Subsections

Epilogue

There is a lot of jargon introduced in this book: symbol motion, chunking, fusion, morphing, subimages, and so on. As far as I know, all of them are new. I wrote this book by carefully examining what I do inside when I solve equations. I did my best to put in writing how it happens, using language you are already familiar with. Sometimes I came across concepts that just didn't seem to already have labels neatly defining them. I think each of them have probably been defined somewhere, by someone. But I haven't found them in the context they are in this book. Even if I had, these concepts are not (yet!) well known. In these cases, I invented terms to describe them, and gave them (hopefully) useful definitions.

Perhaps as a result of how they were ``invented'', the divisions among these terms are not sharply defined. Symbol motion and fusion do seem to be pretty different concepts, and once you are familiar with them you will never confuse the two. But it is not a great leap to see each of those as a kind of morph. Morphing as described in chapter is something you apply to an expression or a small group of symbols, but there is also a more general sense of the word. The general sense implies a systematic change in the structure of an image. In that larger sense, a symbol motion is just a particular kind of morph of the whole equation. Fusion is a morph of an image of an expression into another expression that takes less ink to write. You can't get too loose with this. The mathematical logic must always be preserved, no matter what, or we forsake the whole point. But assuming we are smart enough to stay grounded there, we could summarize everything in this book with the sentence ``You can solve equations by visualizing them and morphing that image''. We introduce symbol motion, chunking, and so on because they are sub-patterns of morphing that are commonly useful and relatively easy to learn. It's good to occasionally remember that these are all simplifications of what is going on.

You can invent your own patterns. If you practice the techniques in this book, and pay attention to what you are doing and how, you will start to notice subtle things about how your mind works. You may notice that you can do something, but aren't sure how you do it. Maybe you can factor certain polynomials easily, for example, and you usually think nothing of it because it seems normal to you. Then one day you may think about it, and wonder how you can do that, and surprisingly you won't immediately be able to say. If you keep looking at it, you may eventually learn how. Maybe it's something you can articulate and maybe it's not. Sometimes things that happen inside of you are like that. It will be known to you, though, and it may open your awareness to how you do some things mathematically. These will be things you already knew, you just forgot you knew them.

If you work with equations in a way that you find yourself executing a particular procedure over and over, it will start to become more automatic. It could be almost anything that is a repeated pattern. Maybe you do a particular sort of symbol motion, followed by a fusion of the chunk and the symbol beside it, followed by a morph. Or it could be something much simpler. Whatever, you may find that you are using this pattern in many different equations and different situations. At some point, instead of seeing it as a series of operations, you will sense it as one ``thing''. It will be one mental operation that you apply to the situation in one fell swoop. That is exactly how I came up with symbol motion. I just observed what I was doing, and noticed that I was doing something similar in many different circumstances. I formalized it a bit, slapped a label called ``symbol motion'' on the concept, and wrote a chapter in this book detailing it. You can do the same thing. Maybe it will be something that others can use, that you can describe and communicate to people in a way that they can adopt it. Or maybe it is something individual to you, that you find valuable but others won't really find useful because they are not you. It is kind of interesting how it works out.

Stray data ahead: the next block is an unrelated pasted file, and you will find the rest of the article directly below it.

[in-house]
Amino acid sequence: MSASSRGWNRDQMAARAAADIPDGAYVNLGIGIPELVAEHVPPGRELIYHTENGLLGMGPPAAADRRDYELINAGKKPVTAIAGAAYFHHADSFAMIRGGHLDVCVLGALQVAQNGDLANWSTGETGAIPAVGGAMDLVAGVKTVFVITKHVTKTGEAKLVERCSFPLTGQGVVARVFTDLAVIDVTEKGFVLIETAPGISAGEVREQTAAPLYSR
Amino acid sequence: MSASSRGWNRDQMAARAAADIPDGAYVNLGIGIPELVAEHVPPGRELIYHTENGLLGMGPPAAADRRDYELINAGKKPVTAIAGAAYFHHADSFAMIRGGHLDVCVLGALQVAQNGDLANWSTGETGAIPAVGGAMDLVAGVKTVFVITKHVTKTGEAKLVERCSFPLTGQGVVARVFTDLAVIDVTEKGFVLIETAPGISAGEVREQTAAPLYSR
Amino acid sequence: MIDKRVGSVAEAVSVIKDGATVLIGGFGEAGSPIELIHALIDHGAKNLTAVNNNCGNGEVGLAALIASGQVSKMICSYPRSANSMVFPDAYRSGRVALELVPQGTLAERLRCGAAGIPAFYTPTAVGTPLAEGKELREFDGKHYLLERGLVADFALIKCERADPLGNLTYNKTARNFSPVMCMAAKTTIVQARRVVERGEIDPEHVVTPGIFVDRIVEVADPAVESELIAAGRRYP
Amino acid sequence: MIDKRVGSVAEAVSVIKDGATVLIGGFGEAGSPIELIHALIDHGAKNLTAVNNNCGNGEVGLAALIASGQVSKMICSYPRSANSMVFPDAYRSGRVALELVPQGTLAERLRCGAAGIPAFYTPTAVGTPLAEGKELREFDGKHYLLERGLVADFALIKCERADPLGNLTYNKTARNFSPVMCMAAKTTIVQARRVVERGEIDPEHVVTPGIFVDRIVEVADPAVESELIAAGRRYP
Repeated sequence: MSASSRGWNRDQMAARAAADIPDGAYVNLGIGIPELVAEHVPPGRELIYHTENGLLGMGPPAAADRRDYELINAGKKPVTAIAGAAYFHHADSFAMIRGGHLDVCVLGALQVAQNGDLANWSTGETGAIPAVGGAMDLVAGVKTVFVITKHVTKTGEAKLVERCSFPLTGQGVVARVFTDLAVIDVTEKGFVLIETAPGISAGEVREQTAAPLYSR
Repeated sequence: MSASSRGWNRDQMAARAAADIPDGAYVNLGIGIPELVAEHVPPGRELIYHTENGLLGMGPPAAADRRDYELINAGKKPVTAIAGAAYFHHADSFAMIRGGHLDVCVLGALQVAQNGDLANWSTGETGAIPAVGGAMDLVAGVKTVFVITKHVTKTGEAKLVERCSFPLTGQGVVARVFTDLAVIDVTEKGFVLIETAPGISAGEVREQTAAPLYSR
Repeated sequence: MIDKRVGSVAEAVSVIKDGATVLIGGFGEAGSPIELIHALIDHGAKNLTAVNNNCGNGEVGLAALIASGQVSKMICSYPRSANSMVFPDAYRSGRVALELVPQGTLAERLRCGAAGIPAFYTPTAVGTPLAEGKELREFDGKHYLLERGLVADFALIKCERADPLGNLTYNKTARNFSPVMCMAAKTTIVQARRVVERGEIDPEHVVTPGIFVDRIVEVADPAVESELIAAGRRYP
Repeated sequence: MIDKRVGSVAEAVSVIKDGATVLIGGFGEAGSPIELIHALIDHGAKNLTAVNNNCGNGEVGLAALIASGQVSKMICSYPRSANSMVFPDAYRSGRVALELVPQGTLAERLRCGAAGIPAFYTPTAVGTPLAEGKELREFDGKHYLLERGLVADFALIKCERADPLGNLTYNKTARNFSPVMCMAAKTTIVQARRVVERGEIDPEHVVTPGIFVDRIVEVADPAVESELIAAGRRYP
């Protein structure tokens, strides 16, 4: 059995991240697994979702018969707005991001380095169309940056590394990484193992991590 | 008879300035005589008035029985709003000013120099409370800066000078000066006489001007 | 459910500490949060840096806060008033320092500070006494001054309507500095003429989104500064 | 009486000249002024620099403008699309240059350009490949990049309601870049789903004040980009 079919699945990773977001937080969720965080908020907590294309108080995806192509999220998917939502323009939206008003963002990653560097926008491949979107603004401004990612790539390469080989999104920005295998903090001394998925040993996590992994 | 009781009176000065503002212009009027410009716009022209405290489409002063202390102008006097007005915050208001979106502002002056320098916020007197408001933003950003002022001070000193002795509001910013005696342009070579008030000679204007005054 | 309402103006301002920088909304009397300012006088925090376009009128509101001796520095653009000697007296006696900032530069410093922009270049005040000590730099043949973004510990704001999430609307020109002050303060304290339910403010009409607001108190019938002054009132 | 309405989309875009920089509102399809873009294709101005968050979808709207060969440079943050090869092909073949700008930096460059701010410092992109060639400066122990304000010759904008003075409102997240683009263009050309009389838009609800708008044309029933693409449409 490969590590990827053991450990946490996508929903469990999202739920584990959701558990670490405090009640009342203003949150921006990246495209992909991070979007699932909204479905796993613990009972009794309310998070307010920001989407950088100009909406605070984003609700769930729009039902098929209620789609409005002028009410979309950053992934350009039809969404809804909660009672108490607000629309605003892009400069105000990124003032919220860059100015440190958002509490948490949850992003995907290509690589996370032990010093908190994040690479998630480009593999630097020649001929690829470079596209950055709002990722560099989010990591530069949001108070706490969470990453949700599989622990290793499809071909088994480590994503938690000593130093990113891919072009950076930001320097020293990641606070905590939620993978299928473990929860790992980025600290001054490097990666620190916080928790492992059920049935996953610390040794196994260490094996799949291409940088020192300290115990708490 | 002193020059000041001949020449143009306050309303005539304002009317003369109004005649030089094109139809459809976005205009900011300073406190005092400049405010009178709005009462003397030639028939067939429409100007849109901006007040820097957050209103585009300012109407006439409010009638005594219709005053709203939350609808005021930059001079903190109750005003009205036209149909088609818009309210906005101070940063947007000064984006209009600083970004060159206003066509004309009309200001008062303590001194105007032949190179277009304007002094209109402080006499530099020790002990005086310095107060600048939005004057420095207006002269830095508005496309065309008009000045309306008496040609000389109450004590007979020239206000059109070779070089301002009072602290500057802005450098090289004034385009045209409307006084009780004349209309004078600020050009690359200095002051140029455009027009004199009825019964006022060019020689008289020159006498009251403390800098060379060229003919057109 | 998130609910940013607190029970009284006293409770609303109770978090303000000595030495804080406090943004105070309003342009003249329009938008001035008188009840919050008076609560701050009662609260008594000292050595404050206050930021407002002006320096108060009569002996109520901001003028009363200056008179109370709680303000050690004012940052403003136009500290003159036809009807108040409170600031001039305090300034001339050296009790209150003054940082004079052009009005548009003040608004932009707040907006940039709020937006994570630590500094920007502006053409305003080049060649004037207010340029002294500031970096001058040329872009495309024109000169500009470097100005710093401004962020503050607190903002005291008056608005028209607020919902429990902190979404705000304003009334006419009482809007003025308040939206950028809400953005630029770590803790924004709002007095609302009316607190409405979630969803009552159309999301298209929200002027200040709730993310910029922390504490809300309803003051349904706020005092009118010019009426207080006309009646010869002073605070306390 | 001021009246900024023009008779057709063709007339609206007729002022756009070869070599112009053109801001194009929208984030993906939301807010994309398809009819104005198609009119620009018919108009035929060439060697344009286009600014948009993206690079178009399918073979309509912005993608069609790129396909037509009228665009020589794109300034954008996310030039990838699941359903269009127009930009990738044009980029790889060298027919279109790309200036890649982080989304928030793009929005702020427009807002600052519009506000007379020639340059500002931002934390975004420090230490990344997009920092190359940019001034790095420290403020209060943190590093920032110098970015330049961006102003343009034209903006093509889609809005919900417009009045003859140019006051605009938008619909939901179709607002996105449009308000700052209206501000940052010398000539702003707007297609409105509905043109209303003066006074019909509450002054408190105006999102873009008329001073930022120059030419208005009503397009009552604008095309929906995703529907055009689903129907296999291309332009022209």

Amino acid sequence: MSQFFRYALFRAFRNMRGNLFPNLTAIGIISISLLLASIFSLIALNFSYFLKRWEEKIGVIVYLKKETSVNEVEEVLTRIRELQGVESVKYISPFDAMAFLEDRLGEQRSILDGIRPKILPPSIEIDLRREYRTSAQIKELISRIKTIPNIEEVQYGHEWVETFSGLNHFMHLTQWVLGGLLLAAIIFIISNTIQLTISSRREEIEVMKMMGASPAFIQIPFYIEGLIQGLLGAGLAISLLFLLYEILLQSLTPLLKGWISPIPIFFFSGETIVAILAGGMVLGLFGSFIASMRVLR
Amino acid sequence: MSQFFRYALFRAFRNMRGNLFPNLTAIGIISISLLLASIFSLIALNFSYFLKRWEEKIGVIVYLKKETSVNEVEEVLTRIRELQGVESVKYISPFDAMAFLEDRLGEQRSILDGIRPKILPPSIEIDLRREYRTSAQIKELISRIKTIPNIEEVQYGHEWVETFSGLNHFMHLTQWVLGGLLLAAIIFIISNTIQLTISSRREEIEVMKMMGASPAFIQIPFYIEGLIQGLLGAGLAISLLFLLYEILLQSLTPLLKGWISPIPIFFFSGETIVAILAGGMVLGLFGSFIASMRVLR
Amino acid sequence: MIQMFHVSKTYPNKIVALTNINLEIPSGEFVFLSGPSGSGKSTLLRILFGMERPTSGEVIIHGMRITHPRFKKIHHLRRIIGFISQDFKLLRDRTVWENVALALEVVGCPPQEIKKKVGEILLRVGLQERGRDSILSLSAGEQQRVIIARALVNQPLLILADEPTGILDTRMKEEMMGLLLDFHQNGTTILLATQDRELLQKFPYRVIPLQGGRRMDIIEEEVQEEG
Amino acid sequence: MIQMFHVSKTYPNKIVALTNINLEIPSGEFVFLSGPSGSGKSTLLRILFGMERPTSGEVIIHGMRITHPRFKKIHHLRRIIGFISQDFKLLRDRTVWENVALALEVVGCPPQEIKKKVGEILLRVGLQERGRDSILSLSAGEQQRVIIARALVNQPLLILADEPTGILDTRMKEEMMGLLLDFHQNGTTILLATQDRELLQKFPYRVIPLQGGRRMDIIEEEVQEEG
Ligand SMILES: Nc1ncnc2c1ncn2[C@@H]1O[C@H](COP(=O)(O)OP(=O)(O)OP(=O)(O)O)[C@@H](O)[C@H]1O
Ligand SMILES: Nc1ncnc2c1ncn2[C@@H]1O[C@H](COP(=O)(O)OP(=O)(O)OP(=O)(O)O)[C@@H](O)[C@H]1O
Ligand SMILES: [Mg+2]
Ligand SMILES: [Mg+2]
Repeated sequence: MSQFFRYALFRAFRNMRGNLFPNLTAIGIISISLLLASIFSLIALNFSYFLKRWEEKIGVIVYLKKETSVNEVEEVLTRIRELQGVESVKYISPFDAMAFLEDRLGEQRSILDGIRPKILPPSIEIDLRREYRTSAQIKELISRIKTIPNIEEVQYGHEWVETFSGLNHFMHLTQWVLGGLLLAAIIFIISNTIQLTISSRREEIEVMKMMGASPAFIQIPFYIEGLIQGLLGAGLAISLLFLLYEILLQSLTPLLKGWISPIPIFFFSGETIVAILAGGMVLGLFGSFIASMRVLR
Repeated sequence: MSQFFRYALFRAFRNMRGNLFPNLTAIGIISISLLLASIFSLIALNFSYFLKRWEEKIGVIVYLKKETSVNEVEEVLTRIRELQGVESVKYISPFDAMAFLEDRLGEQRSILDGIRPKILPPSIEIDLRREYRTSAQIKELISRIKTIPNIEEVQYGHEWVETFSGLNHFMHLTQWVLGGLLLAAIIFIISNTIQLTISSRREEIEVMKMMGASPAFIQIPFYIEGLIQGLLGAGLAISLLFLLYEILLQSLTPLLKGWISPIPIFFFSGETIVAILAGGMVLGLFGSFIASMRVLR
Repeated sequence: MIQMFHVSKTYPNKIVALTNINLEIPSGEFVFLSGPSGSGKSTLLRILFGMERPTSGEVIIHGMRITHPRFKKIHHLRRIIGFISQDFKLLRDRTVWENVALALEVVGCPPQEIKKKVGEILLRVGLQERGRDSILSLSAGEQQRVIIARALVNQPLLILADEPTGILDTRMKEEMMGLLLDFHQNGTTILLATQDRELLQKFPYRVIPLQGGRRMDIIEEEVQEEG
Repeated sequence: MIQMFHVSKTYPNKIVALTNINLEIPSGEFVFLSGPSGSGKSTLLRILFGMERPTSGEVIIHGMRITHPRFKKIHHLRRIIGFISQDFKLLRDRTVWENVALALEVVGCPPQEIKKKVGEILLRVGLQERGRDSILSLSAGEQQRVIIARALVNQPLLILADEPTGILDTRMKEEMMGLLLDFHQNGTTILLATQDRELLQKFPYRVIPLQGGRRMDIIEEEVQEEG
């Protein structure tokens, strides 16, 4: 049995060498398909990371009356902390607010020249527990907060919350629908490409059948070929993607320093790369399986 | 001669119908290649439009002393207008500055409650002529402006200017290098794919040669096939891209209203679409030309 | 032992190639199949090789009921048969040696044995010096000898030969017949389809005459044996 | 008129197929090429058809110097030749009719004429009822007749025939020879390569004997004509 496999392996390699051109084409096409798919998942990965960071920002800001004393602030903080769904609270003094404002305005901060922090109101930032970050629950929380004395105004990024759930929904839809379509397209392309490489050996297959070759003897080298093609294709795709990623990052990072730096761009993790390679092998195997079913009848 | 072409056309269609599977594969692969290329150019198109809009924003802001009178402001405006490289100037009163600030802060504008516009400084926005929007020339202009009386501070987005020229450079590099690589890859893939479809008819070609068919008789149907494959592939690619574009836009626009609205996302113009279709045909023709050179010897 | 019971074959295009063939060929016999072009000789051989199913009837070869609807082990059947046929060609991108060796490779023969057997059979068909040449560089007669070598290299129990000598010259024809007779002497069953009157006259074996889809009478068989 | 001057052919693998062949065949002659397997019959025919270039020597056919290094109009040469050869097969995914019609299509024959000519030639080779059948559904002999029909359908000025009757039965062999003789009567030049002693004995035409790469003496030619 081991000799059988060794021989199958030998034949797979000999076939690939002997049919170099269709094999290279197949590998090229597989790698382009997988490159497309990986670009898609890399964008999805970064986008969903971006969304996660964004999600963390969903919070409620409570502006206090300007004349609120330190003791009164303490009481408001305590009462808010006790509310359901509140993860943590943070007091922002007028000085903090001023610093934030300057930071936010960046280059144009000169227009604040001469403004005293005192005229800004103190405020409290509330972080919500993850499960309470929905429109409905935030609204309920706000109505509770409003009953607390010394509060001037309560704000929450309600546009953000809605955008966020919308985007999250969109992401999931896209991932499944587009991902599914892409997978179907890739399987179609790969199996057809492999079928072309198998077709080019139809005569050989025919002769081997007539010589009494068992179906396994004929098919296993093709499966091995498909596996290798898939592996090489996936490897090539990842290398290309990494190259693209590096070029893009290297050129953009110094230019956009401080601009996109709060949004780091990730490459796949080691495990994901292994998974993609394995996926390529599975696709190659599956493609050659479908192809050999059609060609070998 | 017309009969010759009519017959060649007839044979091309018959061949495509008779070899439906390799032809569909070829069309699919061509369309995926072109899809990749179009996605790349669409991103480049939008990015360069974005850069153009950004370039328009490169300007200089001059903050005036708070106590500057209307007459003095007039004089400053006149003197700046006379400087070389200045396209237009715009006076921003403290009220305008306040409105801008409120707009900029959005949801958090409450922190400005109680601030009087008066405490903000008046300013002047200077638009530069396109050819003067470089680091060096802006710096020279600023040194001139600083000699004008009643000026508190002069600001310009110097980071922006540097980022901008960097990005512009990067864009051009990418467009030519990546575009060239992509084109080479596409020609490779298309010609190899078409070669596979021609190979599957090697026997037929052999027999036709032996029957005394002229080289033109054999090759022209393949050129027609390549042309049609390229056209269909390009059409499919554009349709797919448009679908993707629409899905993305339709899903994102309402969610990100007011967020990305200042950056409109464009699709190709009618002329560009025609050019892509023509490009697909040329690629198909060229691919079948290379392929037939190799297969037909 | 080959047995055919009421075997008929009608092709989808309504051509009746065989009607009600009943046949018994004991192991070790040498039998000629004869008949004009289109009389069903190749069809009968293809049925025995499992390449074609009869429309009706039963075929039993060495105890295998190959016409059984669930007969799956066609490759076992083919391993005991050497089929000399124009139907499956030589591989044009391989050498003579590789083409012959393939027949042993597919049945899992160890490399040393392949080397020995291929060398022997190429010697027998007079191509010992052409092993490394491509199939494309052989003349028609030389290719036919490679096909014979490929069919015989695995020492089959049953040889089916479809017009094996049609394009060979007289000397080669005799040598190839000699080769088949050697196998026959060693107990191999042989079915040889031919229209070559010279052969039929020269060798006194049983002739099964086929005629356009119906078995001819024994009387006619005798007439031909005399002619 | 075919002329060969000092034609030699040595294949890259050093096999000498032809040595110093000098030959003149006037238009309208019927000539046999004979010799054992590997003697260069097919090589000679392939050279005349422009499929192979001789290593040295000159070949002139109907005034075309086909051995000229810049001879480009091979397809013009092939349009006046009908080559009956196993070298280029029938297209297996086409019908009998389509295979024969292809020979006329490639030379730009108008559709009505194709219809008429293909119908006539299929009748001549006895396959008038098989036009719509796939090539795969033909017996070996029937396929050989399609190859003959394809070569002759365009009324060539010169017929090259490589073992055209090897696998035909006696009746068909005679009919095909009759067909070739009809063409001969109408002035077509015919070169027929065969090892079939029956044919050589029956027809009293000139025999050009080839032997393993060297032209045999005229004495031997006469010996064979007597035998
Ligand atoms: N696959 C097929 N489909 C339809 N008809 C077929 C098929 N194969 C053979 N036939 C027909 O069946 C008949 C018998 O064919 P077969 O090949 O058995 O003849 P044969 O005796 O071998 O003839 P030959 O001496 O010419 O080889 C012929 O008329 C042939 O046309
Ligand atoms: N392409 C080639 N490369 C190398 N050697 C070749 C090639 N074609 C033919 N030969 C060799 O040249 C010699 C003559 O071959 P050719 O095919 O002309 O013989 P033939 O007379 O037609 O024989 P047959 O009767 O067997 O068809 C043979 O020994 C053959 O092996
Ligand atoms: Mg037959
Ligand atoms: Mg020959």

Everything in this book is just a suggestion. In the community of people who write software using the Perl programming language, there is an expression, TMTOWTDI, pronounced ``tim toady''. It stands for ``There's More Than One Way To Do It.'' They say that because the language is designed so that there are often several different, equally valid ways to code an algorithm. The idea is that you do it the way that works for you in that situation. The same applies here, only to a greater degree, because what goes on between your ears is much more expressive than something like a language can be. Who decides what the ``correct'' way is? You do. If you are following some of the instructions in this book, and one day you notice that there is another way to do something, who decides if it is all right to do that? You do. This may seem a weird way to learn math. Maybe it is, but you have the ability to do it this way.

Thank you for reading this book. I hope you enjoy using it as much as I enjoyed writing it.

Exercise

Find something you can do mathematically and which most people cannot do. Teach someone how to do it.